Excerpted from the NC Council of Churches Lenten Guide, “Love One Another: Reflections on Race, Power, and Privilege”
Philippians 3:17-20; 4:1
Brothers and sisters, join in imitating me, and observe those who live according to the example you have in us. For many live as enemies of the cross of Christ; I have often told you of them, and now I tell you even with tears. Their end is destruction; their god is the belly; and their glory is in their shame; their minds are set on earthly things. But our citizenship is in heaven, and it is from there that we are expecting a Savior, the Lord Jesus Christ. Therefore, my brothers and sisters, whom I love and long for, my joy and crown, stand firm in the Lord in this way, my beloved.
Shortly after the New Year’s resolutions start to fade, many of us begin to consider what to give up for Lent. I’m no exception. Rarely have I done more than to think of all the unhealthy habits I need to change. Maybe I should give them up for…..Lent? Then I remember the oft quoted myth that it takes 21 days to develop a habit. I could squeeze in losing two unhealthy habits, again…..for Lent.
This year I am feeling the need for a more solemn self-examination. The season of Lent falls in the early months of what is already shaping up to be one of the most contentious years in the United States; at least in the lives of many of its citizens. Not in many people’s lifetimes has there been more divisiveness and outright aggression, even and sometimes especially, among the people of God. How do we, as citizens of Heaven, imitate the example of Jesus Christ in our response to the ever increasing divide among us here on earth? How do we counter the loud voices of the enemies of the cross?
This year I want to suggest that what we give up is something we may not recognize we have. I would propose during the days of Lent, we thoughtfully begin to identify our own privilege. What are those things that we can do more easily, not because we are especially talented or trained, but because of our citizenship, the color of our skin, the money in our pocket, our gender, our sexual orientation, or because the space we occupy is accepting of our actions and desires? What if we walked out of the door each day for 40 days, recognizing the things we can do without thought that someone else must do in secret or not at all? What if we left those privileges at the door and made a conscious effort to experience as closely as we can, walking in someone else’s shoes?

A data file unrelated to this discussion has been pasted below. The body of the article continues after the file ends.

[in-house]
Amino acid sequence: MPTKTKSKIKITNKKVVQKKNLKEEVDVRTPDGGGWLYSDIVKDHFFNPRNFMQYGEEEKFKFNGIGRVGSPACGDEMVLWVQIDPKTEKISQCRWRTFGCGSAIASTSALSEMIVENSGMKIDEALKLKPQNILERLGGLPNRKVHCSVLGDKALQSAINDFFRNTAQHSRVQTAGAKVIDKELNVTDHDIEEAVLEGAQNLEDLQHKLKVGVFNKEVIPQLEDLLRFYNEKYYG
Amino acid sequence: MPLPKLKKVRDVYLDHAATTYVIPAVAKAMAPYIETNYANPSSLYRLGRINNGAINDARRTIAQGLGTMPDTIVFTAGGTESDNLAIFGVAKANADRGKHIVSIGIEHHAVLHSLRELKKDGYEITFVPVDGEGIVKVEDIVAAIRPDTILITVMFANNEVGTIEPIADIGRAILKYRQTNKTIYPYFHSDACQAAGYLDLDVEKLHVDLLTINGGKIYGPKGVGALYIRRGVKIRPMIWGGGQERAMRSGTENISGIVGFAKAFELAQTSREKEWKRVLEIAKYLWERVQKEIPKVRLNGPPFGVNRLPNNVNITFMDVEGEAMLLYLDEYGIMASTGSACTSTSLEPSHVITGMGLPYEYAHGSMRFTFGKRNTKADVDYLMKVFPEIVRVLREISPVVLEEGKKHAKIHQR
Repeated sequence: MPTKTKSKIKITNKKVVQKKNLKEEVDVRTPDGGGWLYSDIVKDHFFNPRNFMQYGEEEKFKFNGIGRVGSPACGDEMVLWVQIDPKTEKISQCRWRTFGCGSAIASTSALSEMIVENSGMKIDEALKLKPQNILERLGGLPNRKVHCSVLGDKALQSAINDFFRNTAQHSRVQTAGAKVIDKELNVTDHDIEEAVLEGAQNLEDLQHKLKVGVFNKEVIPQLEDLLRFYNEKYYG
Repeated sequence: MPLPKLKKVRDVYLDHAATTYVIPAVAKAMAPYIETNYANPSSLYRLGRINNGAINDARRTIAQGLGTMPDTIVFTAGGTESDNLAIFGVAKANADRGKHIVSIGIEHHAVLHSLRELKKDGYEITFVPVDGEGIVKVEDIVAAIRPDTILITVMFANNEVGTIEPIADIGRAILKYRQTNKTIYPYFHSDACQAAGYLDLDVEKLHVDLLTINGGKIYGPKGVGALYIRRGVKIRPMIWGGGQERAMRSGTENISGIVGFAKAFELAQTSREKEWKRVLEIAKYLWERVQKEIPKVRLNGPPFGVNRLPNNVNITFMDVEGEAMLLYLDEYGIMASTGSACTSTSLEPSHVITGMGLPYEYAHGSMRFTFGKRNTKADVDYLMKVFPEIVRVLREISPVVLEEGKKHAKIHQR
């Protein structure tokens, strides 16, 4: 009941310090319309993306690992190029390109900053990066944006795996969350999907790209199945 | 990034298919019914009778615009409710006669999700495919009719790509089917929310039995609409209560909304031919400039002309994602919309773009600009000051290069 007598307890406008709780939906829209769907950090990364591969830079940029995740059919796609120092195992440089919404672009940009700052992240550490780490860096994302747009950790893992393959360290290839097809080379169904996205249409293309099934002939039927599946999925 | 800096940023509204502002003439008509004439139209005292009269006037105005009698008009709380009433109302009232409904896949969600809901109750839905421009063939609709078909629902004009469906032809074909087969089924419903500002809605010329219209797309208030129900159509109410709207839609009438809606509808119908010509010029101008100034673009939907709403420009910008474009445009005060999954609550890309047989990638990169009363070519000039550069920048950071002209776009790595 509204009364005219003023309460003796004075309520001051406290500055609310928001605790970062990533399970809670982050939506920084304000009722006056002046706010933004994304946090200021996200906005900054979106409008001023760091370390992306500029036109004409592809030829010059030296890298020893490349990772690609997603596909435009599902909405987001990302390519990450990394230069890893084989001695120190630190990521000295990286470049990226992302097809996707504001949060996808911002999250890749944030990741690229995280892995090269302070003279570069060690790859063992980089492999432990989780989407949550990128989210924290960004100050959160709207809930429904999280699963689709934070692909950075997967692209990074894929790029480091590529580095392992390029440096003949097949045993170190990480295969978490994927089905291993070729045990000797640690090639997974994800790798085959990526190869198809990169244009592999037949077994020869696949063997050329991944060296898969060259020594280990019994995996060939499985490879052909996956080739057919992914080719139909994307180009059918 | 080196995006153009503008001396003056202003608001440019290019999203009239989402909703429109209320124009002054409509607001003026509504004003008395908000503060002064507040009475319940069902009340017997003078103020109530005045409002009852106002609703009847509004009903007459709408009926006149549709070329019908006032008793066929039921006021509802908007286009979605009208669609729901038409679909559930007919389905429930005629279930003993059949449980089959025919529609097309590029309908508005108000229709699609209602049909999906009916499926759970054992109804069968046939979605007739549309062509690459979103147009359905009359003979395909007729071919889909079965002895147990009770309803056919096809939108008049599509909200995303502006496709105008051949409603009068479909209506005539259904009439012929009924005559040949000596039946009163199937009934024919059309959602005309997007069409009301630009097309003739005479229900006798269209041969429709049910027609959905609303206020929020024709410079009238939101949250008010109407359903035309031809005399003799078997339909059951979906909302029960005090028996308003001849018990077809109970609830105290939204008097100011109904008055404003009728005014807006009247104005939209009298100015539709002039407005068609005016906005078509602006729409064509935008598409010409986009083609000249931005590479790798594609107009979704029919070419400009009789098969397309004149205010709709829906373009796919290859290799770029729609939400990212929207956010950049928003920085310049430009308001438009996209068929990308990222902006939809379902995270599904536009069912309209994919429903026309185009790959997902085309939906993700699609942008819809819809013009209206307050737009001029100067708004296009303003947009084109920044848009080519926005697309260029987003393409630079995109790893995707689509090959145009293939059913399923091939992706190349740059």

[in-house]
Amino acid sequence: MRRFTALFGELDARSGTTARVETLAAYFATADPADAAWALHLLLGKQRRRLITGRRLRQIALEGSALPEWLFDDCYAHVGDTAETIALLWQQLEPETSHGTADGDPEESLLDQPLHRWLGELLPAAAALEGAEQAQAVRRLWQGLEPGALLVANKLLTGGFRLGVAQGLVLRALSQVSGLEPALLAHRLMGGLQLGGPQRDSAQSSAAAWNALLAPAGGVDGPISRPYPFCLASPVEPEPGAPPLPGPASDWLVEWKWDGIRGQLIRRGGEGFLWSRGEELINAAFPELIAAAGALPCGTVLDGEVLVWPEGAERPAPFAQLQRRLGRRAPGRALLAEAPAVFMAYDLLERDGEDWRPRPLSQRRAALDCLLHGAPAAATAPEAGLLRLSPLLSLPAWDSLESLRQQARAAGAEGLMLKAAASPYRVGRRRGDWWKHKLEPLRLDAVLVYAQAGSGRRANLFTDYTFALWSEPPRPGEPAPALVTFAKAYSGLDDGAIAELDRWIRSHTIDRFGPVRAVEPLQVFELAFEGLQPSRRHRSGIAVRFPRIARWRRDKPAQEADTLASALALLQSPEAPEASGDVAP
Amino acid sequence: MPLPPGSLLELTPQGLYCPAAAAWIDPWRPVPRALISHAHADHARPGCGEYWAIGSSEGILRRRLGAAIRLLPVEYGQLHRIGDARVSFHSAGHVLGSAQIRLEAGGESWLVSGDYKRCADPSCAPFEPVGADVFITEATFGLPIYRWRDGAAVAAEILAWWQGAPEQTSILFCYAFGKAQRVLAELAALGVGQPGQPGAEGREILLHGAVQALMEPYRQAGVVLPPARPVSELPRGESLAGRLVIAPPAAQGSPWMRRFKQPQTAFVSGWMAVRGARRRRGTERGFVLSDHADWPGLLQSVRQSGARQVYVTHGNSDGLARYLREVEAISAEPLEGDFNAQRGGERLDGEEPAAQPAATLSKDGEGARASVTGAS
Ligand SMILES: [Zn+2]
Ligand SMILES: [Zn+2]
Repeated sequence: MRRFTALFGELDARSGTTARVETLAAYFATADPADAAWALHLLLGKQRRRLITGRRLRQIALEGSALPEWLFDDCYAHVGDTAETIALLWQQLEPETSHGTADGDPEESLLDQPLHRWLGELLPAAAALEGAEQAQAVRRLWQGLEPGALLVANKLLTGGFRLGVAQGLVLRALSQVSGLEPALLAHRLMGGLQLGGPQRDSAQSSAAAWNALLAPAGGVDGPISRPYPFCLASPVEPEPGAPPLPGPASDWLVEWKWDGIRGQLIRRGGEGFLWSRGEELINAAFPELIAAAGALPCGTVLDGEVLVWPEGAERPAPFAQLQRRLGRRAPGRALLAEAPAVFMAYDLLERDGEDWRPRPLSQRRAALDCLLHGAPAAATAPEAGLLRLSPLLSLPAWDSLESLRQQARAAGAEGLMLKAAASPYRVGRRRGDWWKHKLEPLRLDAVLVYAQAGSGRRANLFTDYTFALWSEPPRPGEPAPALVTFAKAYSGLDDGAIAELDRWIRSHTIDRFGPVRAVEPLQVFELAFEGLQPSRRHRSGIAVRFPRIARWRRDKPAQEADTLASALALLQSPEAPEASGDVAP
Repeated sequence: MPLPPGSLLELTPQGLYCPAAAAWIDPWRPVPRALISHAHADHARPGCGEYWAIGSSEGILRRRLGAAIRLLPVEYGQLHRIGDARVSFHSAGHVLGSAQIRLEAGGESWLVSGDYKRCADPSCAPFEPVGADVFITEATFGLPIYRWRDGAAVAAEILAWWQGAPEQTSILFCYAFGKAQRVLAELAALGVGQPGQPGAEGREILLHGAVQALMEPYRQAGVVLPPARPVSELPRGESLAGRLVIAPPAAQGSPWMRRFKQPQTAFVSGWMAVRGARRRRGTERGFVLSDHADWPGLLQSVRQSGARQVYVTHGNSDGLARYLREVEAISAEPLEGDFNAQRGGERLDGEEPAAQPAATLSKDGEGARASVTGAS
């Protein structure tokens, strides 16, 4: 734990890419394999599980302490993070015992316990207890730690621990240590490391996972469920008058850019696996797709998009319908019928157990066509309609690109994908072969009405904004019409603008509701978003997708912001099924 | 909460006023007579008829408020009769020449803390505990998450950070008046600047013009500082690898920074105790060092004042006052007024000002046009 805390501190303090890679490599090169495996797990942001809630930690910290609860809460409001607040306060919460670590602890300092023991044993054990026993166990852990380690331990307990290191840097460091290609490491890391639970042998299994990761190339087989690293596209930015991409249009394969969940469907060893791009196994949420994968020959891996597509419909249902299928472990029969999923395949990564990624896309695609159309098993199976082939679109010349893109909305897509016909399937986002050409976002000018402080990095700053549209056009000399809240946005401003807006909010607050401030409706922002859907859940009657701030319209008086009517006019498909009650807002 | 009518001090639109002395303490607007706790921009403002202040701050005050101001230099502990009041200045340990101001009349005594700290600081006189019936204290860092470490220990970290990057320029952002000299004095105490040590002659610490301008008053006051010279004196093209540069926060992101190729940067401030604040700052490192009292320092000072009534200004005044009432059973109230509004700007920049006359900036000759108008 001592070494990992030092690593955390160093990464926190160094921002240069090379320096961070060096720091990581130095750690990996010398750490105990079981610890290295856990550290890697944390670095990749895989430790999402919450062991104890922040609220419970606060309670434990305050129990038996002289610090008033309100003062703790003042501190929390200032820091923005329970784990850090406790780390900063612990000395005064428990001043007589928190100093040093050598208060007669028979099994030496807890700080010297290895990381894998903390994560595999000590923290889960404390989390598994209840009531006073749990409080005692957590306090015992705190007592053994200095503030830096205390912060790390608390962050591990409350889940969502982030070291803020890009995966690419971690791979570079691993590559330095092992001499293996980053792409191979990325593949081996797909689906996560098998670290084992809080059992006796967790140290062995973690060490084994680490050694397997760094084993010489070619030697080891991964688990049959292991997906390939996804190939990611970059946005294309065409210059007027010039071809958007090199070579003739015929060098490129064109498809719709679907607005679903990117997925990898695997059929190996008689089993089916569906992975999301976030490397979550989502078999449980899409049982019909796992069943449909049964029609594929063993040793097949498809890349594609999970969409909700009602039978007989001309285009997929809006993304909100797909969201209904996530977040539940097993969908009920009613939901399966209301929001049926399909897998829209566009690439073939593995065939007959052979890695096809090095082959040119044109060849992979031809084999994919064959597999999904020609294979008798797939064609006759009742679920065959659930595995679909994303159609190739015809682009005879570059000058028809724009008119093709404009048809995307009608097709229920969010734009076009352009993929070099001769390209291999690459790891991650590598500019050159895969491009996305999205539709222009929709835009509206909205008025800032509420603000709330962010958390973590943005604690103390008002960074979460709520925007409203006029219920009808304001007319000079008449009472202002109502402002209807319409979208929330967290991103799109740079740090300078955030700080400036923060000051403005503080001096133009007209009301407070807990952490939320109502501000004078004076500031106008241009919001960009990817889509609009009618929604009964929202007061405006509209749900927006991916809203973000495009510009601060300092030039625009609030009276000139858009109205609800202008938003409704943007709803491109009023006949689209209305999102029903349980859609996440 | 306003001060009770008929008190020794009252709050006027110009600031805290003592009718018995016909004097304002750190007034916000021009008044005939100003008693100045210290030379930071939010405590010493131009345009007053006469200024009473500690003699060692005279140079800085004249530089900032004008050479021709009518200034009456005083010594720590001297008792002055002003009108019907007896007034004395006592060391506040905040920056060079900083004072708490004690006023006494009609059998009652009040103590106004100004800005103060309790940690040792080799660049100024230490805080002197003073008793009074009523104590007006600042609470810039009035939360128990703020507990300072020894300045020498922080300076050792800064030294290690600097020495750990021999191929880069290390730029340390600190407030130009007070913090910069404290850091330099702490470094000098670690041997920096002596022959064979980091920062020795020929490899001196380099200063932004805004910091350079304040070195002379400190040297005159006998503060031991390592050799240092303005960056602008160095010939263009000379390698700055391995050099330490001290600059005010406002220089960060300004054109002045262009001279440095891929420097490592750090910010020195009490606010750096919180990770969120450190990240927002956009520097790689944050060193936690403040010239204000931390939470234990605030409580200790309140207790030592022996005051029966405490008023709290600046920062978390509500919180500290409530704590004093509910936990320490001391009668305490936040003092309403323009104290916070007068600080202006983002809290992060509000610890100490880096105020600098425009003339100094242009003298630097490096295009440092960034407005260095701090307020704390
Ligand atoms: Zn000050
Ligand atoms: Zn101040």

Would we walk into our usual first stop of the morning, a good feeling fair-trade coffee shop without non-essential funds? Or we have money but could we use the restroom as a transgender child of God without confusion and possible condemnation when the choices are “Men” or “Women.” Once we are open to consciously putting ourselves into situations that are at best, uncomfortable for others, it becomes difficult to deny that most of us wear at least a few layers of privilege.
In this time of reflection and self-examination, may we acknowledge the disparities that exist among us. May we feel as deeply as Paul who as described by St. John Crystostom “weeps for those at whom others laugh; so true is his sympathy, so deep his care for all men.”
Prayer: Dear Lord of all creation, open our eyes and hearts to the very real struggles of our fellow man. Remind all of us who claim our citizenship in Heaven that in your eyes, and in our eventual home, nothing divides us. Amen.